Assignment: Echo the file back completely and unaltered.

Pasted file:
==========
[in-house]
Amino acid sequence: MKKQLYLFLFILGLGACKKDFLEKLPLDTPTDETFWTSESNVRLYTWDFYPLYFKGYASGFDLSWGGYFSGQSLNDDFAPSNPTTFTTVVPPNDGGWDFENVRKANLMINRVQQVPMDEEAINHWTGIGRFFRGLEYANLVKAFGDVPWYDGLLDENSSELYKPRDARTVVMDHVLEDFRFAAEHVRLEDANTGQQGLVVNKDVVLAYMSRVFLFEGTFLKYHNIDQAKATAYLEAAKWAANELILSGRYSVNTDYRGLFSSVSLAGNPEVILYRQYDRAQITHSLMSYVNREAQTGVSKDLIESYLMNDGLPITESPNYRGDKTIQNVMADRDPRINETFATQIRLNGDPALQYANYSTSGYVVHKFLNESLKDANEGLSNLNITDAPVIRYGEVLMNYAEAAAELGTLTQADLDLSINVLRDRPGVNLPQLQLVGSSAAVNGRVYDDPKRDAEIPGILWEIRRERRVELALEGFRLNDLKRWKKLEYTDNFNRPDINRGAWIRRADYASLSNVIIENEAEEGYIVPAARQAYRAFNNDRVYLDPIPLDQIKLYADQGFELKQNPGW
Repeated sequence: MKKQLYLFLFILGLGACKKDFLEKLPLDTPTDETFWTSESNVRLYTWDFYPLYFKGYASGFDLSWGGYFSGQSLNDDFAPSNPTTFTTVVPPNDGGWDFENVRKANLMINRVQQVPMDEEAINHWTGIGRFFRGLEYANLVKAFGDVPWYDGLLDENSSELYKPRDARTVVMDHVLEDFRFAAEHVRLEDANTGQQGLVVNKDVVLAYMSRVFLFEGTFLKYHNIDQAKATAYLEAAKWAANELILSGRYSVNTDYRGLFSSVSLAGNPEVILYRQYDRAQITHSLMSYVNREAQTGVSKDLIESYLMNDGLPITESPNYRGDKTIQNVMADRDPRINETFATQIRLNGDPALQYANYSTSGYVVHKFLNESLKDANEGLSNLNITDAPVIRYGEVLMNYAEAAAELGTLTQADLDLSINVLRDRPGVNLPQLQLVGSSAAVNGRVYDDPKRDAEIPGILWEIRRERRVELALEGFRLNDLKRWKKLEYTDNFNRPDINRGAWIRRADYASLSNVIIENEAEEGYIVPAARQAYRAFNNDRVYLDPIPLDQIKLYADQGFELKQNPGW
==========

[in-house]
Amino acid sequence: MKKQLYLFLFILGLGACKKDFLEKLPLDTPTDETFWTSESNVRLYTWDFYPLYFKGYASGFDLSWGGYFSGQSLNDDFAPSNPTTFTTVVPPNDGGWDFENVRKANLMINRVQQVPMDEEAINHWTGIGRFFRGLEYANLVKAFGDVPWYDGLLDENSSELYKPRDARTVVMDHVLEDFRFAAEHVRLEDANTGQQGLVVNKDVVLAYMSRVFLFEGTFLKYHNIDQAKATAYLEAAKWAANELILSGRYSVNTDYRGLFSSVSLAGNPEVILYRQYDRAQITHSLMSYVNREAQTGVSKDLIESYLMNDGLPITESPNYRGDKTIQNVMADRDPRINETFATQIRLNGDPALQYANYSTSGYVVHKFLNESLKDANEGLSNLNITDAPVIRYGEVLMNYAEAAAELGTLTQADLDLSINVLRDRPGVNLPQLQLVGSSAAVNGRVYDDPKRDAEIPGILWEIRRERRVELALEGFRLNDLKRWKKLEYTDNFNRPDINRGAWIRRADYASLSNVIIENEAEEGYIVPAARQAYRAFNNDRVYLDPIPLDQIKLYADQGFELKQNPGW
Repeated sequence: MKKQLYLFLFILGLGACKKDFLEKLPLDTPTDETFWTSESNVRLYTWDFYPLYFKGYASGFDLSWGGYFSGQSLNDDFAPSNPTTFTTVVPPNDGGWDFENVRKANLMINRVQQVPMDEEAINHWTGIGRFFRGLEYANLVKAFGDVPWYDGLLDENSSELYKPRDARTVVMDHVLEDFRFAAEHVRLEDANTGQQGLVVNKDVVLAYMSRVFLFEGTFLKYHNIDQAKATAYLEAAKWAANELILSGRYSVNTDYRGLFSSVSLAGNPEVILYRQYDRAQITHSLMSYVNREAQTGVSKDLIESYLMNDGLPITESPNYRGDKTIQNVMADRDPRINETFATQIRLNGDPALQYANYSTSGYVVHKFLNESLKDANEGLSNLNITDAPVIRYGEVLMNYAEAAAELGTLTQADLDLSINVLRDRPGVNLPQLQLVGSSAAVNGRVYDDPKRDAEIPGILWEIRRERRVELALEGFRLNDLKRWKKLEYTDNFNRPDINRGAWIRRADYASLSNVIIENEAEEGYIVPAARQAYRAFNNDRVYLDPIPLDQIKLYADQGFELKQNPGW